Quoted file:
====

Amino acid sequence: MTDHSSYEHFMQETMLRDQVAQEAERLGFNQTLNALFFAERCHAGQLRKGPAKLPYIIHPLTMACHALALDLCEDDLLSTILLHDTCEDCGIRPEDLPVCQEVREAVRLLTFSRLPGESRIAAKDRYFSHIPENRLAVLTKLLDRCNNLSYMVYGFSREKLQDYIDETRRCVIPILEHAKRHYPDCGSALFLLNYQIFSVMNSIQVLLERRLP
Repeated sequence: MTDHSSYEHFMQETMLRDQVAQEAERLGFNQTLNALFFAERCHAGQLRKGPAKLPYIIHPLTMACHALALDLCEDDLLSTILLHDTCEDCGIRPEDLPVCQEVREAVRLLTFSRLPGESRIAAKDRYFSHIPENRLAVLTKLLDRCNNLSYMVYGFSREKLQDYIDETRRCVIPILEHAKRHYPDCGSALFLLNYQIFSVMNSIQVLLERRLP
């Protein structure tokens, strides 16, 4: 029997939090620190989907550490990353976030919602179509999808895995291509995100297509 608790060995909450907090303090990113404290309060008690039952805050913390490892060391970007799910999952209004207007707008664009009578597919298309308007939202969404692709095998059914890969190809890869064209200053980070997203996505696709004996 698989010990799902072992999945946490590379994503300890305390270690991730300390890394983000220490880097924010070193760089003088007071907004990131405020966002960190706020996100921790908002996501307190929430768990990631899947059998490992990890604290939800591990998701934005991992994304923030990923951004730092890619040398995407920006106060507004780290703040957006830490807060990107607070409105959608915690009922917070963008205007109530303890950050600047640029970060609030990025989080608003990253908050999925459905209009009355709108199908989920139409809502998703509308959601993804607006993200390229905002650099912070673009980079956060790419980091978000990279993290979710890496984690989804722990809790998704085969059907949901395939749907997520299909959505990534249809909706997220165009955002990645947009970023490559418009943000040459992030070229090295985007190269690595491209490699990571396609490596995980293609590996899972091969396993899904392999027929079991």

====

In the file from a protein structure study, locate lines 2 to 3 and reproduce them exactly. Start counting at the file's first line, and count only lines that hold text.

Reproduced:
Repeated sequence: MTDHSSYEHFMQETMLRDQVAQEAERLGFNQTLNALFFAERCHAGQLRKGPAKLPYIIHPLTMACHALALDLCEDDLLSTILLHDTCEDCGIRPEDLPVCQEVREAVRLLTFSRLPGESRIAAKDRYFSHIPENRLAVLTKLLDRCNNLSYMVYGFSREKLQDYIDETRRCVIPILEHAKRHYPDCGSALFLLNYQIFSVMNSIQVLLERRLP
């Protein structure tokens, strides 16, 4: 029997939090620190989907550490990353976030919602179509999808895995291509995100297509 608790060995909450907090303090990113404290309060008690039952805050913390490892060391970007799910999952209004207007707008664009009578597919298309308007939202969404692709095998059914890969190809890869064209200053980070997203996505696709004996 698989010990799902072992999945946490590379994503300890305390270690991730300390890394983000220490880097924010070193760089003088007071907004990131405020966002960190706020996100921790908002996501307190929430768990990631899947059998490992990890604290939800591990998701934005991992994304923030990923951004730092890619040398995407920006106060507004780290703040957006830490807060990107607070409105959608915690009922917070963008205007109530303890950050600047640029970060609030990025989080608003990253908050999925459905209009009355709108199908989920139409809502998703509308959601993804607006993200390229905002650099912070673009980079956060790419980091978000990279993290979710890496984690989804722990809790998704085969059907949901395939749907997520299909959505990534249809909706997220165009955002990645947009970023490559418009943000040459992030070229090295985007190269690595491209490699990571396609490596995980293609590996899972091969396993899904392999027929079991």